Tuesday, May 1, 2012

How it is to motorcycle through Italy

Here is how I've gone:

A was the starting part from Switzerland in to Italy. It was awesome.

B was when I got lost all the live long day trying to avoid Brescia (just because it's a big city). Argh argh! Navigation is difficult on a motorbike because I can't take my eyes off the road or my hands off the handlebars. I can't even write stuff on my hands because I'm wearing gloves. All I can do is memorize the next couple turns, then try to do them, then pull over to the side of the road to check my phone to see if I did them right. (thank god for phone + google maps + gps. the ability to quickly check if I'm going in kinda the right direction or not is incredibly useful.)

C was uneventful and mostly crummy, going through developed flat parts of Italy. It made me think "Italy is like California: nice weather, overdeveloped and tacky, and super popular, and I don't see what all the fuss is."

D was also uneventful, but at least it was mostly a straight shot on the same road, so navigation was easy. Just follow the road to Rimini. (but not all the way to Rimini. ugh.)

E was when I decided "hey, I am near San Marino. I wonder what's in San Marino. I might as well visit San Marino. Worst case, I get to check another country off my list." This was a mistake. (but hey, checked another country off my list.)

F was small hill towns through Emilia-Romagna, Umbria, and Tuscany. (Hi Mom, I'm riding a scooter through Tuscany.) It was awesome.

Eventually I made it to Ascoli Piceno, but that's a topic for another post.

Stories from the road:

- I am glad I have a full-face helmet, not only because of accidents but also because more than a few bugs have hit me in the face.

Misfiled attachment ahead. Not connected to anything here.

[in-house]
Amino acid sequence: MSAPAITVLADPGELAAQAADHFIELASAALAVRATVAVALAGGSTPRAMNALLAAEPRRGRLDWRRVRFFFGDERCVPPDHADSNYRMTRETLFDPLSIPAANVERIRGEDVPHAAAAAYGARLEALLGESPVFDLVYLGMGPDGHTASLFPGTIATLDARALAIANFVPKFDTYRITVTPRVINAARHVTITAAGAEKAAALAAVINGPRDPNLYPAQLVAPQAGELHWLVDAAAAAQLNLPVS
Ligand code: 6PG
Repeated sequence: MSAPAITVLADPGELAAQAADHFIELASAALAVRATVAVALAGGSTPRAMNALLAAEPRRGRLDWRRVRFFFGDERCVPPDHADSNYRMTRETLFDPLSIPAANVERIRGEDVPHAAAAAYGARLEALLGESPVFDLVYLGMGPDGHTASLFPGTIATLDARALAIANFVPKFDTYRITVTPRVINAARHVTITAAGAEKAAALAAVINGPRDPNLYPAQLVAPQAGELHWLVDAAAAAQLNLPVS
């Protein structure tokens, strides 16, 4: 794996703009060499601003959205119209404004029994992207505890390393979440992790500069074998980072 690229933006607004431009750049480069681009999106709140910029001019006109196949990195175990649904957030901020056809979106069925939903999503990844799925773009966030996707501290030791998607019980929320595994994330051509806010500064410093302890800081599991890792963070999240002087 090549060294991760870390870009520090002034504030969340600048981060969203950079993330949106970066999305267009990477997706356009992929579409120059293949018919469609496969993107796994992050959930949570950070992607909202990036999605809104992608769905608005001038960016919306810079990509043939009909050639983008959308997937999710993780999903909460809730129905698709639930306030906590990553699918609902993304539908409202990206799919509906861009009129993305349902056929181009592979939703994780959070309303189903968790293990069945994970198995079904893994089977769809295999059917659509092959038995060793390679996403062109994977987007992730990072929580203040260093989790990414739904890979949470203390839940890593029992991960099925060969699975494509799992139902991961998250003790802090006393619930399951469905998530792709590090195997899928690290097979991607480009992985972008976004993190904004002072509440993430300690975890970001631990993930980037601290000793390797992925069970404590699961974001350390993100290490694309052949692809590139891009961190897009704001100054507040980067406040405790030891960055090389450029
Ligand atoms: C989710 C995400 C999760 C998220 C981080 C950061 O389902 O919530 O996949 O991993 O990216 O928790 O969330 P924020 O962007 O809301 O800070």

- Most of the gas stations here in Italy have no people, they're just 24-hour pay-at-the-pump stations. Which is fine, except they don't take my credit card. You can pay with cash, but my bike takes about 15 euro tops to fill up, and they don't give change. (I guess you can take the receipt to get change later?) So I'm hoarding 10-euro bills to fill up 5.37 liters at a time.

- Tunnels are surprisingly fun.

- Corners are surprisingly difficult. I find myself braking a lot before turns. I think it's like skiing: I err on the side of caution and bleed off more speed than is necessary. This is fine. Someday, if I keep riding, I'll take some classes and get better at cornering.


  1. Wow! That's an amazing trip. How far will you go?
    Don't overlook Rome, Florence, and Venice. They are truly fantastic.... in spite of their fame...!

  2. Totally overlooking them! Here is why:
    - biking into and out of big cities is a pain
    - I'm finding it more rewarding to be somewhere that I'm (sort of) wanted, and to talk with people who are not trying to sell me things, than to see amazing things
    - they'd be easier to see on a later trip; the benefit of the bike is that I can get places I couldn't see otherwise

  3. Hey, don't hate on Rimini! I was just there! And it was... well, it was a good place to play frisbee on the beach. I guess you can hate on the city. The best description I heard was "the Italian Jersey Shore".

    Also, I hope you're eating a ton of panino, with as much cheese as you can find. Man, that stuff is good in Italy.

    1. Hah! Right, I forgot you were just right there. Only missed you by a month or so. How was the trip?

      Yes, the cheese is something else eh? I am most excited about the coffee and gelato too. And the pizza. Okay, most of the food here is great.

    2. The trip was awesome, I had a bunch of fun. Rome and Florence are really cool cities, though I wouldn't want to drive a vehicle through there ever. Those streets are ridiculous. Everything's just so old, though... it's amazing.

      Gelato was amazing, no matter where you get it, it's better than it is here, and you can get it anywhere. Pizza is phenomenal... so is pasta... and I had a veal dish that was to die for (and looked beautiful too). I didn't have a single disappointing meal.